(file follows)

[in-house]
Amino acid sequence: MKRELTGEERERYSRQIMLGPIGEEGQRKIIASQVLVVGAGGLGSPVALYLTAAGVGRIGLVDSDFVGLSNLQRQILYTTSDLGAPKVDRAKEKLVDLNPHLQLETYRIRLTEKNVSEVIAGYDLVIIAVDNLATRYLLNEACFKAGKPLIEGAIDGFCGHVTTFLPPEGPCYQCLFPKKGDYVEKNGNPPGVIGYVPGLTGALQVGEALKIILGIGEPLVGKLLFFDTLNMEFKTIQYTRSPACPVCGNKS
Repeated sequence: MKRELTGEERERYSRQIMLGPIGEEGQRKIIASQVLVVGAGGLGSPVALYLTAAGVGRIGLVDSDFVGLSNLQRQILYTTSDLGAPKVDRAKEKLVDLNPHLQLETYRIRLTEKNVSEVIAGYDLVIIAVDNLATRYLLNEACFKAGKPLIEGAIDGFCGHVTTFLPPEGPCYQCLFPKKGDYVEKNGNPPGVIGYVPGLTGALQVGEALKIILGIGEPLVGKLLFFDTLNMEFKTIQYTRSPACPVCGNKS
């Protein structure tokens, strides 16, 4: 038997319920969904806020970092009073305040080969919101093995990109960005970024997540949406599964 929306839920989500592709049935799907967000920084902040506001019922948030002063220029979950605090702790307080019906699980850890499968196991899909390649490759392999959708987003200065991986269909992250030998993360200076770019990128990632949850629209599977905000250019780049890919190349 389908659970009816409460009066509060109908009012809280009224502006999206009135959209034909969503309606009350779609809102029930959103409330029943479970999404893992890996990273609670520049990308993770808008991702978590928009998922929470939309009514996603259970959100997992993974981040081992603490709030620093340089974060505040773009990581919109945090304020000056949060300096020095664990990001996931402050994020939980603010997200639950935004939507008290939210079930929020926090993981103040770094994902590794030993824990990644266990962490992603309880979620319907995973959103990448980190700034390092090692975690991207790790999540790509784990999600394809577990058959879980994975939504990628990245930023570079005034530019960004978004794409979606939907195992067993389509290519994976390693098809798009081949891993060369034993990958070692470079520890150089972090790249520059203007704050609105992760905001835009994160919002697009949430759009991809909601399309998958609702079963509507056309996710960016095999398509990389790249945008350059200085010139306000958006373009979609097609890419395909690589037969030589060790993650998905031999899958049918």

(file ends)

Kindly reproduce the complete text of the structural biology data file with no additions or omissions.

[in-house]
Amino acid sequence: MKRELTGEERERYSRQIMLGPIGEEGQRKIIASQVLVVGAGGLGSPVALYLTAAGVGRIGLVDSDFVGLSNLQRQILYTTSDLGAPKVDRAKEKLVDLNPHLQLETYRIRLTEKNVSEVIAGYDLVIIAVDNLATRYLLNEACFKAGKPLIEGAIDGFCGHVTTFLPPEGPCYQCLFPKKGDYVEKNGNPPGVIGYVPGLTGALQVGEALKIILGIGEPLVGKLLFFDTLNMEFKTIQYTRSPACPVCGNKS
Repeated sequence: MKRELTGEERERYSRQIMLGPIGEEGQRKIIASQVLVVGAGGLGSPVALYLTAAGVGRIGLVDSDFVGLSNLQRQILYTTSDLGAPKVDRAKEKLVDLNPHLQLETYRIRLTEKNVSEVIAGYDLVIIAVDNLATRYLLNEACFKAGKPLIEGAIDGFCGHVTTFLPPEGPCYQCLFPKKGDYVEKNGNPPGVIGYVPGLTGALQVGEALKIILGIGEPLVGKLLFFDTLNMEFKTIQYTRSPACPVCGNKS
């Protein structure tokens, strides 16, 4: 038997319920969904806020970092009073305040080969919101093995990109960005970024997540949406599964 929306839920989500592709049935799907967000920084902040506001019922948030002063220029979950605090702790307080019906699980850890499968196991899909390649490759392999959708987003200065991986269909992250030998993360200076770019990128990632949850629209599977905000250019780049890919190349 389908659970009816409460009066509060109908009012809280009224502006999206009135959209034909969503309606009350779609809102029930959103409330029943479970999404893992890996990273609670520049990308993770808008991702978590928009998922929470939309009514996603259970959100997992993974981040081992603490709030620093340089974060505040773009990581919109945090304020000056949060300096020095664990990001996931402050994020939980603010997200639950935004939507008290939210079930929020926090993981103040770094994902590794030993824990990644266990962490992603309880979620319907995973959103990448980190700034390092090692975690991207790790999540790509784990999600394809577990058959879980994975939504990628990245930023570079005034530019960004978004794409979606939907195992067993389509290519994976390693098809798009081949891993060369034993990958070692470079520890150089972090790249520059203007704050609105992760905001835009994160919002697009949430759009991809909601399309998958609702079963509507056309996710960016095999398509990389790249945008350059200085010139306000958006373009979609097609890419395909690589037969030589060790993650998905031999899958049918």